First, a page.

This boat was one day made fast to the wharf at Fort Johnson, preparatory to an expedition against the fleet, and taking advantage of the opportunity, I examined it critically. It was built of boiler iron, about thirty feet in length, with a breadth of beam of four feet [167] by a vertical depth of six feet, the figures being approximate only. Access to the interior was had by two man-holes in the upper part, covered by hinged caps, into which were let bull's eyes of heavy glass, and through these the steersman looked in guiding the motions of the craft. The boat floated with these caps raised only a foot or so above the level of the water. The motive power was a propeller, to be worked by hand of the crew, cranks being provided in the shaft for that purpose. Upon each side of the exterior were horizontal vanes, or wings, that could be adjusted at any angle from the interior. When it was intended that the boat should go on an even keel, whether on the surface or under, these vanes were kept level. If it was desired to go below the water, say, for instance, at an angle of ten degrees, the vanes were fixed at that angle, and the propeller worked. The resistance of the water against the vanes would then carry the boat under. A reversal of this method would bring it to the surface again. A tube of mercury was arranged to mark the depth of descent. It had been the design of the inventor to approach near to an enemy, then to submerge the boat and pass under the ship to be attacked, towing a floating torpedo to be exploded by means of electricity as soon as it touched the keel. Insufficient depth of water in the harbor prevented this manner of using the boat, however, and so she was rigged with a long spar at the bow, to which a torpedo was attached, to be fired by actual concussion with the object to be destroyed. This change necessarily made the boat more unwieldy, and probably had something to do with the tragic circumstances of her after history.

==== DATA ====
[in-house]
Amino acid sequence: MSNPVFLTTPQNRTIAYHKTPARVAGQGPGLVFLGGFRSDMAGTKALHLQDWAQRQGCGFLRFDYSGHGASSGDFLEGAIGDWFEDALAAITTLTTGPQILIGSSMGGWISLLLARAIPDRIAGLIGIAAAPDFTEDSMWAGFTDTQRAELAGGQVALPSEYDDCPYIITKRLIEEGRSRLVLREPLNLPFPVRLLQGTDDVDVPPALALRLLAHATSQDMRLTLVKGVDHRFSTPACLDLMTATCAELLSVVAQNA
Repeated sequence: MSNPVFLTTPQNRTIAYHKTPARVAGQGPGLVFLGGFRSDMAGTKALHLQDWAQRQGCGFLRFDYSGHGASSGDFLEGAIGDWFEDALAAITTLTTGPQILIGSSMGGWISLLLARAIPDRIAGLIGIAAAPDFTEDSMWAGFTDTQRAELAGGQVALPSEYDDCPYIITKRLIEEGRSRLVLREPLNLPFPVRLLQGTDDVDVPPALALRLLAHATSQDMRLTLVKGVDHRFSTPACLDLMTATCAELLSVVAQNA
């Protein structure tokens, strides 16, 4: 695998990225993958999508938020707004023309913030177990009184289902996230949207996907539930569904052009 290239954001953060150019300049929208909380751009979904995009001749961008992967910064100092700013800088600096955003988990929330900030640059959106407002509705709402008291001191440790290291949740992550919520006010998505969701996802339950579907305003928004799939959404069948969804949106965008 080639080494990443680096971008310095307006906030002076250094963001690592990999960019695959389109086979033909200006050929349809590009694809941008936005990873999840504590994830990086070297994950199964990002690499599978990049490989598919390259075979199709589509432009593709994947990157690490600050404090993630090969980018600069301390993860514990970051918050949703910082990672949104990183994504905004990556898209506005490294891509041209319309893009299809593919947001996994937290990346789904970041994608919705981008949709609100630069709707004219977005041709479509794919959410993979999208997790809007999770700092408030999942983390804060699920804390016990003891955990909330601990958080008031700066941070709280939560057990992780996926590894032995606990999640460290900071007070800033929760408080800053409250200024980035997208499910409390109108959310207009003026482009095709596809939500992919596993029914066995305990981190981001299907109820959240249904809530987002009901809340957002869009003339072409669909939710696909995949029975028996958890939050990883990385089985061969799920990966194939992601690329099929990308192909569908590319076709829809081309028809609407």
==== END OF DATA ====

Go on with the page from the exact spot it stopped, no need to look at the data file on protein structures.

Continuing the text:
It will be remembered that she was sunk at the wharf at Fort Johnson by the waves from a passing steamer, while a part of the crew were in her. Days elapsed before she could be raised. The dead were removed, and a second crew volunteered. They made repeated and successful experiments in the harbor, but finally they, too, went down, and, from some unknown cause, failed to come up. Once more a long time passed before the boat was raised, and then the poor remains of the devoted crew were taken from her in an indescribable condition. Yet, still another set of men came forward and volunteered for the duty. Surely love of country and courage of the sublimest type never found better exponents than these. The expedition started, but did not return. That night the sloop of-war, Housatonic, was reported as having been sunk by a torpedo in the lower harbor, but of the gallant men who had thus accomplished what they aimed to do, nothing definite was ever known until after [168] the war, when divers, in endeavoring to raise the Housatonic, discovered the cigar boat with the bleached bones of her crew lying near the wreck of the noble ship that she had destroyed.

The line of rifle pits in front of Wagner had been gallantly held by our men during the siege, and had sorely troubled the besiegers. On the 21st of August an infantry force attempted the capture of these pits, without success. On the afternoon of the 26th, a heavy artillery fire was brought to bear upon them without dislodging the holders, but that night a dashing charge of the Twenty-fourth Massachusetts regiment gained the position, capturing most of the Confederates who held it, about seventy men. General Gilmore's fifth and last parallel was at once established on the ground thus won, and before dawn on the 27th, under cover of the flying sap, the trenches were pushed about one hundred yards nearer to the fort.

Notwithstanding this success, General Gillmore, in his report, speaks of this period as ‘the dark and gloomy days of the siege,’ and of the progress made as ‘discouragingly slow, and even painfully uncertain.’

The ground between his front and Wagner was thickly studded with torpedoes, his left flank was searched by the unremitting fire from our batteries on James Island. The head of the sap was slowly pushed forward under the ceaseless fire of howitzers and sharpshooters from the entire front of the fort, while last, though not least, the besiegers had now reached a point where every onward step compelled them to dig through the bodies of their dead, who had been buried some weeks before.